Déjà vu

The driver grunts then reaches over the woman to crank the window the rest of the way down. His blue eyes seem kind. He looks nothing like the person the Bible says I’m supposed to honor . . . yet something about the blonde man is unpleasantly paternal. Unseen fingers tap at the base of my neck and traipse down my spine.

When the man offers me a lift, I hesitate then refuse with a shake of my head. “Are you sure?” His expression is concerned, but his next words make me feel stupid—a thing dear old Dad accomplished daily. “It’s a good thirty miles in either direction to the next town; it wouldn’t be wise for you to stay out here all alone.”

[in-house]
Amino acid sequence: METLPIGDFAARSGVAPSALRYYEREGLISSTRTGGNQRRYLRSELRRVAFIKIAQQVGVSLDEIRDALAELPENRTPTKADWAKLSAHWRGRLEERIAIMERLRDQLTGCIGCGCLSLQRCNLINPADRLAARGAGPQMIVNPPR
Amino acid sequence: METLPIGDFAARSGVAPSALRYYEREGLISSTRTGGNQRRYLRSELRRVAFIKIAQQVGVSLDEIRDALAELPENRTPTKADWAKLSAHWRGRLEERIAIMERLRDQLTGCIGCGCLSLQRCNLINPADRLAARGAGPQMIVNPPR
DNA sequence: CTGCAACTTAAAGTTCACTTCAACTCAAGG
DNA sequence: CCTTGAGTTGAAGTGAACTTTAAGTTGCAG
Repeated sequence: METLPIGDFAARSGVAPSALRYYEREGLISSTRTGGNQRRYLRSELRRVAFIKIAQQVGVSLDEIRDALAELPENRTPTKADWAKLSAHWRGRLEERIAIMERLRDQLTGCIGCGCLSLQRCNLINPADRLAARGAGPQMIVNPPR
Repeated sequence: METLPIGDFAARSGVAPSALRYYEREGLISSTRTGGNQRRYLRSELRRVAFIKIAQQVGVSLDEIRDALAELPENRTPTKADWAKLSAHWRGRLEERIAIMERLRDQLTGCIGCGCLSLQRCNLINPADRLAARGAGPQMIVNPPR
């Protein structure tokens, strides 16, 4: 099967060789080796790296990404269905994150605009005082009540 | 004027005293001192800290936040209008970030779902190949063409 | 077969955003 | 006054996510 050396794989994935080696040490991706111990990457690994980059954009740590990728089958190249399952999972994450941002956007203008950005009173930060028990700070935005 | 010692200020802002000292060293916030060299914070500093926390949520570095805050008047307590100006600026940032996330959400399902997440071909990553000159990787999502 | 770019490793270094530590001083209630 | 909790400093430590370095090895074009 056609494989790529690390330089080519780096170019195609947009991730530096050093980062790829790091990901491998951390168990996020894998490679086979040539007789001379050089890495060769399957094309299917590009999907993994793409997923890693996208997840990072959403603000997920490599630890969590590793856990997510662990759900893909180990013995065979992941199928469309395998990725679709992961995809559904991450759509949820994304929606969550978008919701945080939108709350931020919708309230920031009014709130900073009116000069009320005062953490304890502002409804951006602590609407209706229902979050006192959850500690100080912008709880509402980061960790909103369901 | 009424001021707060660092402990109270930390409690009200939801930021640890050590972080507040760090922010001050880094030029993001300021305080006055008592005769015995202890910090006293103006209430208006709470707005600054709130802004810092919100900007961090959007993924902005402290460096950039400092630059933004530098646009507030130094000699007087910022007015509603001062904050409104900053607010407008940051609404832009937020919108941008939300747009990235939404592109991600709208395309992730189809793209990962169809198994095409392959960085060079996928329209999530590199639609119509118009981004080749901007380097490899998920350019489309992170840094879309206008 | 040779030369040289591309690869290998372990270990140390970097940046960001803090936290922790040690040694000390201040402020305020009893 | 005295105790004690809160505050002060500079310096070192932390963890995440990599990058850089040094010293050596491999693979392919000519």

What business is it of his? There’s no way I’m getting in a car with this jackass! I pull out my cell phone and wave it in the stifling air. “Thanks anyway, but I just talked to my father. He’ll be here any minute.”

Two hours later I’m startled out of a fitful sleep when a car horn blasts behind me. Damp hair matted to my forehead, I get out of the front seat wearing a scowl. Arms spread, I yell, “What?”

A stocky man with a poor excuse for a mustache exits the Escalade. The shape of his face reminds me of Casper the Friendly Ghost, only this guy has hair. His eyes are drawn to my flat tire. “Um, sorry," he says as he rubs sweat off his thick neck. "I just thought maybe you needed help.”

He’s got chubby cheeks, just like Dad’s.





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